Instead of waiting for stress to subside before you have sex, why not reverse that train of thinking?  Be more intentional about having sex regardless of the circumstances in your life.

Convey with your body and heart that your sexual desire for your spouse is not contingent on everything else in life moving along smoothly.

My guess is that deep down, you both want to know without a doubt this tender reassurance: I’m in this with you. I’m right here.

3.  Equip you to be a better witness for Christ.

I’m not going to go all Jesus freak on you, because most people hate that sort of thing.  But I will say this…

Sexual connection with the person you married is one of the best ways you can worship God and serve in His name.

I know.  Sounds completely ludicrous that I so closely tie these two things — sexual intimacy in your marriage AND your Christian witness.

Sadly, I hear from many people whose spouse is completely careless with sex in the marriage, yet steadfast bent on serving at the church.

If you are spending countless hours leading Bible studies, making food for funeral luncheons, organizing Vacation Bible School or singing in the choir — yet you are purposely negligent at nurturing intimacy in your marriage — then I humbly encourage you to pause for a moment.

Take a good look at God’s heart for your marriage.

We are better equipped to serve the Lord if we are diligent about the intimacy — and sometimes sexual healing — that needs to happen in our own home.

When you read the above 3 things sex will do for your marriage, I pray you feel encouraged and inspired.

I pray you will bravely start desiring greater possibilities for sex in your marriage.

You’re worth it. Your spouse is worth it. Your marriage is worth it.

Are You Ready to Bring Back the Passion & Intimacy in Your Sex Life?

Use these proven techniques to enjoy more sex and deeper you can feel like newlyweds again:

Click here to learn more about Intimacy Reignited

Jan 19

Do You Want Better Sexual Intimacy in 2015?

By Julie Sibert | Sex & Family Planning


better sex in 2015I used to be a New Year’s Resolution junkie.

I mean, I was hard core. I loved the idea of fresh starts and new beginnings and embracing optimism to its fullest.

Honestly, I’m still a little bit that way.

But I’m less enthralled with the “thinking” about resolutions and much more focused on the actual “doing.”

And the older I get, I am most conscientious of healthy “doing” in my relationships, particularly my marriage and with other people who are closest to me.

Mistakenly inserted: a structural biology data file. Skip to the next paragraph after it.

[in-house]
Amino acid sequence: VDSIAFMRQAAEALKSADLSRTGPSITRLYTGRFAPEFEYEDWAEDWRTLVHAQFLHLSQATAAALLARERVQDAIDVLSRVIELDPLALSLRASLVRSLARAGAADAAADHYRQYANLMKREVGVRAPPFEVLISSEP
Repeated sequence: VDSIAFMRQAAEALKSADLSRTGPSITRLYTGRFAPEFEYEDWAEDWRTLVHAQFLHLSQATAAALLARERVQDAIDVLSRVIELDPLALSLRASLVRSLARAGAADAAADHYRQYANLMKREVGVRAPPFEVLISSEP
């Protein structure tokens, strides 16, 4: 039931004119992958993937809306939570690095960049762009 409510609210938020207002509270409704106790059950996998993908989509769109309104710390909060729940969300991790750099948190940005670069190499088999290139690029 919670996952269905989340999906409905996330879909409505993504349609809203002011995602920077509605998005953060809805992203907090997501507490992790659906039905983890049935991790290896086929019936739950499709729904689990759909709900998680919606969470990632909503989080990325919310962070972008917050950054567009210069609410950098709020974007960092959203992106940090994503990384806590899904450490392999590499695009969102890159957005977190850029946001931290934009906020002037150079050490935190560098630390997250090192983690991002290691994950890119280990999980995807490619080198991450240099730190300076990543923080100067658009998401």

My husband and I had dinner the other night with a friend whose husband recently died rather suddenly of cancer at the age of 53.  It was devastating for all of us, but obviously most for her and their children.

She and her husband were deeply in love, living a strong healthy marriage.  They envisioned many years ahead together.

Our conversation drifted to “life being short” and “you just never know” and the importance of relationship.  It is true that we build a rich life by building strong and compassionate relationships, and at no time does that become clearer than when we lose someone we love.

It is easy to be enamored with the concept of New Year’s Resolutions, but I am convinced a better approach is to simply “do” something — even baby steps, as I have often said.

Do something.

You don’t have to write it down.

You don’t have to first buy elaborate marriage courses or sign up for marriage retreats.  Those things have their place and are among many great marriage resources available.

BUT — and this is vitally important — there’s a lot to be said for being intentional on what you are already equipped to do.

More affection. More kindness. More affirmation. More touch.

I write and speak about sexual intimacy in marriage, so that’s my wheelhouse.  That’s the topic that floods my email inbox and comment stream on my blog.  That’s where I get a glimpse of deep pain and miscommunication in the marriage beds of so many people.

Possibly your marriage bed and relationship are starving for sexual intimacy.

Can you do something about that?  Will you do something?

Will 2015 be a year of better sexual intimacy in your marriage?

I obviously don’t know your particular situation or circumstances, but I do know there are a lot of marriages where the two people in it need to take a humble and honest look at their sexual intimacy. (Or lack thereof, as the case often is).

And that’s hard.  I’m not going to sugar coat it.  It’s hard, even painful, to take accountability for where we’ve played a part in weakening our relationship.

But it’s worth it — and it’s wise — to take that accountability.  To be brave. To do something.

Anyone can give lip service to “wanting to change.”  (Go to any gym in January and see how crowded it is, and then go back in April and see how less crowded it is).

Don’t let “thinking about change” or “resolving to change” be your stumbling block to actually doing something.

The mental gymnastics will kill you if you think you need a solid plan or all the details figured out before you start.

Will 2015 be a year of better sexual intimacy in your marriage?

Not long ago, I spoke about sex to a women’s group.  It was a group to which I had spoke on the same topic before, so they were well familiar with my passion about authentic sexual intimacy in a marriage.

One woman shared how my talk a year previously had challenged her to make some changes and to nurture the sexual intimacy that was lacking in her marriage.   She shared that it was her wake-up call and that she knew she had to do something.